All I’d ever wanted growing up was to have a normal, stereotypical life. Two parents, a pet. Sleepovers at my grandparents’ houses. A house that had a growth chart penciled on a doorjamb, marking height milestones from toddlerhood to teenager. A garden that didn’t need to be planted in a container on a small balcony because apartments didn’t have yards. Sunday dinners with generations gathered around the table. Big family holidays, with everyone gathered around, laughing and squabbling and loving.
My childhood had been so drastically different from what Natalie had undoubtedly experienced, and I couldn’t help the envy that came over me. Not to say that my childhood had been bad—it hadn’t. I was loved. Clothed. Fed. I’d seen many places, learned to take care of myself. But it had always felt as though I’d been cheated out of something everyone else tended to take for granted.
As Natalie buckled Ollie into the stroller, she yelled, “Don’t forget to save me a piece of pie! See you tomorrow.” And off she went, half walking, half jogging down the sidewalk.
As I turned toward the foothills, I took a deep breath, and tried to ignore the fact that I was starting to regret not accepting Doc’s invitation.
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I was lost.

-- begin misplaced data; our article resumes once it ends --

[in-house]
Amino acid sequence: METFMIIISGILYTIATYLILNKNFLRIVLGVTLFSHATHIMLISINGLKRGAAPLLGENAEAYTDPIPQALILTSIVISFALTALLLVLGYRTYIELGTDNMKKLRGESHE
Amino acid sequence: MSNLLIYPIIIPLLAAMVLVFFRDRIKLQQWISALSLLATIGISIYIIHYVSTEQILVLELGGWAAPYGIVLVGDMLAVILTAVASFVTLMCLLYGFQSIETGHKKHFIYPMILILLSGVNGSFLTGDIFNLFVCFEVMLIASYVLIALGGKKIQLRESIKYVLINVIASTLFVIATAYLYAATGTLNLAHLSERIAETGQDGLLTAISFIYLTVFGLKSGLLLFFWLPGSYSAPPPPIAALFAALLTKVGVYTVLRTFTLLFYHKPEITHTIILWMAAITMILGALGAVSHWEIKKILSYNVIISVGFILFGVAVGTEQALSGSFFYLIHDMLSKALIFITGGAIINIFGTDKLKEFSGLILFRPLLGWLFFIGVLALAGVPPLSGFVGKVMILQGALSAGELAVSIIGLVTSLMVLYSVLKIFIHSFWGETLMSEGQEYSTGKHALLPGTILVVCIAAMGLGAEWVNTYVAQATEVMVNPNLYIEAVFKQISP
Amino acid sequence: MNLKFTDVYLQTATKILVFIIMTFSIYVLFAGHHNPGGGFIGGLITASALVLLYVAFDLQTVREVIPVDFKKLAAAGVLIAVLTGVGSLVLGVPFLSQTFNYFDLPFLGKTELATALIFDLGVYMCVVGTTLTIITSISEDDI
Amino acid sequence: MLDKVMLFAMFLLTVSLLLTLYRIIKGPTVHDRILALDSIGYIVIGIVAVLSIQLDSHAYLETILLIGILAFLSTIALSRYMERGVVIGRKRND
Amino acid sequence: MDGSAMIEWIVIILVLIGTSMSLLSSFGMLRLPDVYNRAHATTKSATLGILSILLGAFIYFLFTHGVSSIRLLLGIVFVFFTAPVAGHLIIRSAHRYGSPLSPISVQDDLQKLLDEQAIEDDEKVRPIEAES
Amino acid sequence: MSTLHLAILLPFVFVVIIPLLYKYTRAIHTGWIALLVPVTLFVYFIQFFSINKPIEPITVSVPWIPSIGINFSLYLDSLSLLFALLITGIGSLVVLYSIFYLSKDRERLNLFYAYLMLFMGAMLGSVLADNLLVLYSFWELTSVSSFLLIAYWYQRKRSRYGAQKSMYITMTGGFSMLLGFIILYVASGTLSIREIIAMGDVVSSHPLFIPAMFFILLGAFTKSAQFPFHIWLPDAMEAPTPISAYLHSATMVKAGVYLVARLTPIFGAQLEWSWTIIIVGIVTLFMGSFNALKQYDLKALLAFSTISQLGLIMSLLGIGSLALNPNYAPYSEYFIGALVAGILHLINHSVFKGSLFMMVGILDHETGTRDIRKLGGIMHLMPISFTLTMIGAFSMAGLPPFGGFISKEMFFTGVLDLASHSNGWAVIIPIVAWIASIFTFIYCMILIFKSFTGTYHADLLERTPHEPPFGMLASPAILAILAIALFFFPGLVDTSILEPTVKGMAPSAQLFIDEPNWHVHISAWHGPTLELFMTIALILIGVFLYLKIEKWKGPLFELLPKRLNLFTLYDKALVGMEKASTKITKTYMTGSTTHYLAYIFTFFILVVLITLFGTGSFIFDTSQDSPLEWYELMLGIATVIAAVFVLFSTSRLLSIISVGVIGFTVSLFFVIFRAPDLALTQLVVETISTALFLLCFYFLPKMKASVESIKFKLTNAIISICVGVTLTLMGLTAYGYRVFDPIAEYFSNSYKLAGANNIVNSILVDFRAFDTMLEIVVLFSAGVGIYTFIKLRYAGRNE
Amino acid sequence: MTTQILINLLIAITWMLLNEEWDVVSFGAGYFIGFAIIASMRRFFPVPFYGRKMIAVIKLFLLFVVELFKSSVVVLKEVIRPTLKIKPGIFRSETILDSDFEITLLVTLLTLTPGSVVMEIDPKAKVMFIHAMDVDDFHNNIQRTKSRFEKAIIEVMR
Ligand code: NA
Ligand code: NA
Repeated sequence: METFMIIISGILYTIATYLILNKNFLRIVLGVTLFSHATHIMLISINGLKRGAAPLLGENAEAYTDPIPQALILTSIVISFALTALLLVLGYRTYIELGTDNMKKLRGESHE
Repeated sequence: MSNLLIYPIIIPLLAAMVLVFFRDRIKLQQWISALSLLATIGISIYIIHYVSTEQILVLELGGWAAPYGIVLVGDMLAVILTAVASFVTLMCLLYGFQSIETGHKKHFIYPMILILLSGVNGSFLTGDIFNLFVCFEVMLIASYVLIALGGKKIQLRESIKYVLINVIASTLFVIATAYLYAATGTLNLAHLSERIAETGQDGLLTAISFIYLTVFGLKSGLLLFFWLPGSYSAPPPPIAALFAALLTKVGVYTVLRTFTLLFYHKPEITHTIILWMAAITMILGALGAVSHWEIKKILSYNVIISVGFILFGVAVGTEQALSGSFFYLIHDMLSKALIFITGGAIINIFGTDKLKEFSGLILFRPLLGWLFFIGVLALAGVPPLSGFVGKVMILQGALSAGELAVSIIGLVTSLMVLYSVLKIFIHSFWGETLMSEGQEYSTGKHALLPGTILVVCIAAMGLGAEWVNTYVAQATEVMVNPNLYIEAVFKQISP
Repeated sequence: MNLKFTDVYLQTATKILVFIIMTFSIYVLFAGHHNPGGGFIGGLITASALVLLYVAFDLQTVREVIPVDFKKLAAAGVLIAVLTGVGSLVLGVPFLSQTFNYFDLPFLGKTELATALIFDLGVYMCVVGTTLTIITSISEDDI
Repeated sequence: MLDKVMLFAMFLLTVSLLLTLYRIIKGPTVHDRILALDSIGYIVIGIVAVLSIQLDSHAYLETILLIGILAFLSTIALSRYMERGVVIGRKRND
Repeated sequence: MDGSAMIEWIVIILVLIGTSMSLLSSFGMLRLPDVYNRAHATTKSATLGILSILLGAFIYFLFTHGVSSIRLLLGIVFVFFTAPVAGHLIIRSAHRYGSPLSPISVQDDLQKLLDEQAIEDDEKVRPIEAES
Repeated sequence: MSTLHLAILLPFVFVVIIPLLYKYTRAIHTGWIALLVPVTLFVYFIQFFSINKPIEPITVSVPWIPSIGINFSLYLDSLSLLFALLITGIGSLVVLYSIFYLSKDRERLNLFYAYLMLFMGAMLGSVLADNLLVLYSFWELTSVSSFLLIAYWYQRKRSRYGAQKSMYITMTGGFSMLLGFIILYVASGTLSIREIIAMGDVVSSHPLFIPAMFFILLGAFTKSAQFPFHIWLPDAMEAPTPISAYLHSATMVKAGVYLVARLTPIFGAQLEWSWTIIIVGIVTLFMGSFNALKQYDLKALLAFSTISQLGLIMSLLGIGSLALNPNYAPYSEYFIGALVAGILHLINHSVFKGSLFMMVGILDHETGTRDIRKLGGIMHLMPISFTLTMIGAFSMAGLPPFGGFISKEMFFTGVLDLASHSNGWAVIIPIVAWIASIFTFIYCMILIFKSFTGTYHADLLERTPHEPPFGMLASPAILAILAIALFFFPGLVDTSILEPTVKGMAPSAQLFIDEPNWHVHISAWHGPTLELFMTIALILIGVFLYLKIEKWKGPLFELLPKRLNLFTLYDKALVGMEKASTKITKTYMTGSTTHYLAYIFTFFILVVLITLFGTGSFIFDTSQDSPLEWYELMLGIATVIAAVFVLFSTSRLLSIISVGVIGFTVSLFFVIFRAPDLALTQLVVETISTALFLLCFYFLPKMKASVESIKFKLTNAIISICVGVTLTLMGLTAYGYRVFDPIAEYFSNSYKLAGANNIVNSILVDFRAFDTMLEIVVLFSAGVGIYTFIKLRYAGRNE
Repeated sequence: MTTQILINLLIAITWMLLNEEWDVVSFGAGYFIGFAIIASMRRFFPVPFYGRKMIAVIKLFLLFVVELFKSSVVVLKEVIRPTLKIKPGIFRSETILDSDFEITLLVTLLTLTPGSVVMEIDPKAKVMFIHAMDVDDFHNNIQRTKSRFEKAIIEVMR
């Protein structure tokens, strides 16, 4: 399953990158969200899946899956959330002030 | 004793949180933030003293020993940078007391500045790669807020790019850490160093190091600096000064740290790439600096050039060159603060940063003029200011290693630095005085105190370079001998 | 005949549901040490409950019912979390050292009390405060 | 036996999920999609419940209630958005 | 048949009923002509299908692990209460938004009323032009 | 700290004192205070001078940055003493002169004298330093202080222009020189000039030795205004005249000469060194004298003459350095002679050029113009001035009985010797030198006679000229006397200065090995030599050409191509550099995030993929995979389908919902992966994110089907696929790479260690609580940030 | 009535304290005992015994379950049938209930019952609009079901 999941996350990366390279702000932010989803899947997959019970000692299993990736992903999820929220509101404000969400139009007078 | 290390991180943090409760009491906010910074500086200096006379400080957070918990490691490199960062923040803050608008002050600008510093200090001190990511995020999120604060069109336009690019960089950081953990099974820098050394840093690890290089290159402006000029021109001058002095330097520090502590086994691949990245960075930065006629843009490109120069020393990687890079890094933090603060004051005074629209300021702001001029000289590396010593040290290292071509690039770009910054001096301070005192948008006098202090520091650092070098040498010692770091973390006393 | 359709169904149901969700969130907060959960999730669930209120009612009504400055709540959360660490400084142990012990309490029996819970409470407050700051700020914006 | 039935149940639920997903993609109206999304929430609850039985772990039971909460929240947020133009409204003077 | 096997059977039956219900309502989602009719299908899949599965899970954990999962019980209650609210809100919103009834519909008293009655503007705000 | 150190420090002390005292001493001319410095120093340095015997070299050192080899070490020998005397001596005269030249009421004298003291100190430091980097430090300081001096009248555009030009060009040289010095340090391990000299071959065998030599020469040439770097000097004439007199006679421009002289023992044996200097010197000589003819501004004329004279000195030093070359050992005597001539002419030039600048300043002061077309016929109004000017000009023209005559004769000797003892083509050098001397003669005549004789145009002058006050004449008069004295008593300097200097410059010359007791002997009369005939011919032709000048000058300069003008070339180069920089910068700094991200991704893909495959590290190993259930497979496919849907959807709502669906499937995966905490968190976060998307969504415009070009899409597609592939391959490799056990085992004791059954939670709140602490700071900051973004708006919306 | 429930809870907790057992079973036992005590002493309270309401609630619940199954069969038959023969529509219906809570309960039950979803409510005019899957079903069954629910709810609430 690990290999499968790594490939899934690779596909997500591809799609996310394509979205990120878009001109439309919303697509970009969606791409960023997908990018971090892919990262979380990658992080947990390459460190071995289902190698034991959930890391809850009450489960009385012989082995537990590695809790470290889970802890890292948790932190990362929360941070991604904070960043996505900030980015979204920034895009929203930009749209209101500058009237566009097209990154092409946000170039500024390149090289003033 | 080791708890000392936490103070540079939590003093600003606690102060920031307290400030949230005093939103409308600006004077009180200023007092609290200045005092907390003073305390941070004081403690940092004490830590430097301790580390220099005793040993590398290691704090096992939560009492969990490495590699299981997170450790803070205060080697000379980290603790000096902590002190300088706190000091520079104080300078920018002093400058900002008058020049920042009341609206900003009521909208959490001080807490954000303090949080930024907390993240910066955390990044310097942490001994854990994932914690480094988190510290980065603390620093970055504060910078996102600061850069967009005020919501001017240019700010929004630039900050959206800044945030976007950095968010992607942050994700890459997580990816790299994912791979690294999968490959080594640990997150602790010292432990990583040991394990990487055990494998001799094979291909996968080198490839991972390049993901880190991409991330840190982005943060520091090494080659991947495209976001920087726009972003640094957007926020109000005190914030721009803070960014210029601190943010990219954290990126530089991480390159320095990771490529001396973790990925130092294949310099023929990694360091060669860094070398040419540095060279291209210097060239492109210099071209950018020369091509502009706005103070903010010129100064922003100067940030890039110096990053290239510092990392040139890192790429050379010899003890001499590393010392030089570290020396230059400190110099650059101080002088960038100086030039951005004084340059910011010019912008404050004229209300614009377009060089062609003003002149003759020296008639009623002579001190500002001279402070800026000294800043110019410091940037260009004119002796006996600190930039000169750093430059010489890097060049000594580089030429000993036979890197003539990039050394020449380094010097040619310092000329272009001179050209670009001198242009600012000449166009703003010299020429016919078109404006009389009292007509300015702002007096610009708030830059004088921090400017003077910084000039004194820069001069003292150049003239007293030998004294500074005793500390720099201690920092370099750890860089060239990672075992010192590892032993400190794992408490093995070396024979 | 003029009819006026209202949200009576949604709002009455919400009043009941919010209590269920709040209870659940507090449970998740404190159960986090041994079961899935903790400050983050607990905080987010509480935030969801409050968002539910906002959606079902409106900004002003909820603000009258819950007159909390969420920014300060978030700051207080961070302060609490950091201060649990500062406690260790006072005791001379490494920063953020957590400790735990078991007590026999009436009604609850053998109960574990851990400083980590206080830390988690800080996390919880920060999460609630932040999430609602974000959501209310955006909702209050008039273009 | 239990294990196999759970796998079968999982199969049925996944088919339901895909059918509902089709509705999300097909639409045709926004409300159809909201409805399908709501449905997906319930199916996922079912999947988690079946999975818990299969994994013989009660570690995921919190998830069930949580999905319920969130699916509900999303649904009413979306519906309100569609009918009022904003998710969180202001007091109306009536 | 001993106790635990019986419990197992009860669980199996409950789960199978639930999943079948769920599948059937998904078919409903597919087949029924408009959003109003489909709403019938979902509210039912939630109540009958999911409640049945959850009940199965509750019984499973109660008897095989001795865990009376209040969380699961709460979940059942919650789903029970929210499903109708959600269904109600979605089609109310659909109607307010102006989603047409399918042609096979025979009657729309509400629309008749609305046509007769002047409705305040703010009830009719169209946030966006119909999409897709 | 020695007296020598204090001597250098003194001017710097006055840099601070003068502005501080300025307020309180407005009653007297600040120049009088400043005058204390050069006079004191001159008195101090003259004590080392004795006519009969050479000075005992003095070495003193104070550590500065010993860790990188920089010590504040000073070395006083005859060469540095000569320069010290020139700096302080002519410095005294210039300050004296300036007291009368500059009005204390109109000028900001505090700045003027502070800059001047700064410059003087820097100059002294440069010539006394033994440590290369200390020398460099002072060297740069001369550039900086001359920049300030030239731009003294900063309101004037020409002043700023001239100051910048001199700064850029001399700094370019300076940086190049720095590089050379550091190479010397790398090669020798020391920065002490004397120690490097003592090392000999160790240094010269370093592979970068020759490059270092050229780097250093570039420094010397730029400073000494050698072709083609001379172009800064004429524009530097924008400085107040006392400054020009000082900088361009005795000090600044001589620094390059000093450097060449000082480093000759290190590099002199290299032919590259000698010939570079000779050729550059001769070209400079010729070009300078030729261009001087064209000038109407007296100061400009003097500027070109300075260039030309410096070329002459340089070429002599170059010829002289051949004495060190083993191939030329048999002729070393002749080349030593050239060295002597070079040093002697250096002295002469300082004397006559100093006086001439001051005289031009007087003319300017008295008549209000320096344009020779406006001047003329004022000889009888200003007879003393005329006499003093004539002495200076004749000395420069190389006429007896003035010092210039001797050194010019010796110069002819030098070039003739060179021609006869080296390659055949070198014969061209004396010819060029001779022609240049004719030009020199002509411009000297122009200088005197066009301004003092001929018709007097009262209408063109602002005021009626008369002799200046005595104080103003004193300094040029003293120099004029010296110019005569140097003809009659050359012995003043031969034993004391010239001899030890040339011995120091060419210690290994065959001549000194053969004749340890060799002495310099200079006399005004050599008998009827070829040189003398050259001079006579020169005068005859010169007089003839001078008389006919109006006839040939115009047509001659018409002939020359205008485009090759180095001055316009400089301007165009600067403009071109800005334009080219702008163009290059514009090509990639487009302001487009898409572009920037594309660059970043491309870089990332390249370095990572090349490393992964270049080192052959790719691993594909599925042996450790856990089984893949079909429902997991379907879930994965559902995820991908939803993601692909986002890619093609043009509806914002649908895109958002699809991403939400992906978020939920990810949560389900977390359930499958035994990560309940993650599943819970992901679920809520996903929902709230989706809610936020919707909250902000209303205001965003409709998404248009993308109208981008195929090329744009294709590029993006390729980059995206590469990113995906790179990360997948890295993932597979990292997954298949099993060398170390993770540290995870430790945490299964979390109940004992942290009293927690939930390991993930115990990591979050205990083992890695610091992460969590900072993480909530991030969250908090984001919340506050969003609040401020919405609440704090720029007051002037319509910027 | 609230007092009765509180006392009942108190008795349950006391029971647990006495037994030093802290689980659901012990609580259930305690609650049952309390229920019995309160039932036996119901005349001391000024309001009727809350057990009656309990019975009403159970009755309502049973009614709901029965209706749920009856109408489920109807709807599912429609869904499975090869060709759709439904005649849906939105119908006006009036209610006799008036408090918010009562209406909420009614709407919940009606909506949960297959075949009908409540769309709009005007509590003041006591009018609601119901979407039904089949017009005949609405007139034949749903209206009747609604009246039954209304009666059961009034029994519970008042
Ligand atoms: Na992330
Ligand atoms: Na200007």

Truthfully, it wasn’t the worst place to lose one’s way. I stood in the middle of a rutted golden-orange dirt-and-gravel lane riddled with fissures that resembled cracks on an overbaked gingerbread cake. A breeze swooping through the valley cut the humidity and brought with it a burst of pure, clean air swirling with pine scent.
Soaring oaks, pines, and black walnut trees cast long shadows. Butterflies skimmed colorful wildflowers standing brightly among the tall weeds and grasses that hugged the lane. I often found peace in the woods, thanks to Zee. For as long as I could remember, whenever she would visit, she’d find a way to sneak me out to the woods to teach me the magic of nature. She lovingly shared how plants, shrubs, trees, and flowers offered alternatives to traditional medicine—all things my mother had also forbidden.
“Callows have always been healers and nurturers, Anna Kate, but you must remember that there are many ways to doctor people, physically and emotionally.”
It was a sentiment she drilled into me whenever I saw or spoke to her. My mom had shied away from holistic medicine, which had caused endless strife between mother and daughter. It was a conflict that had begun before I was born, but I’d been caught in the middle of the emotional tug-of-war between their differing philosophies.
A hawk climbed high, rising on an updraft, and a chickadee chirped a warning call from somewhere in the dense woods.
“Birdie,” I called out. “Calm down. I’m just passing through.” My assurance did little to soothe the bird. In fact the dee⫾dee⫾ dee’s seemed to grow louder.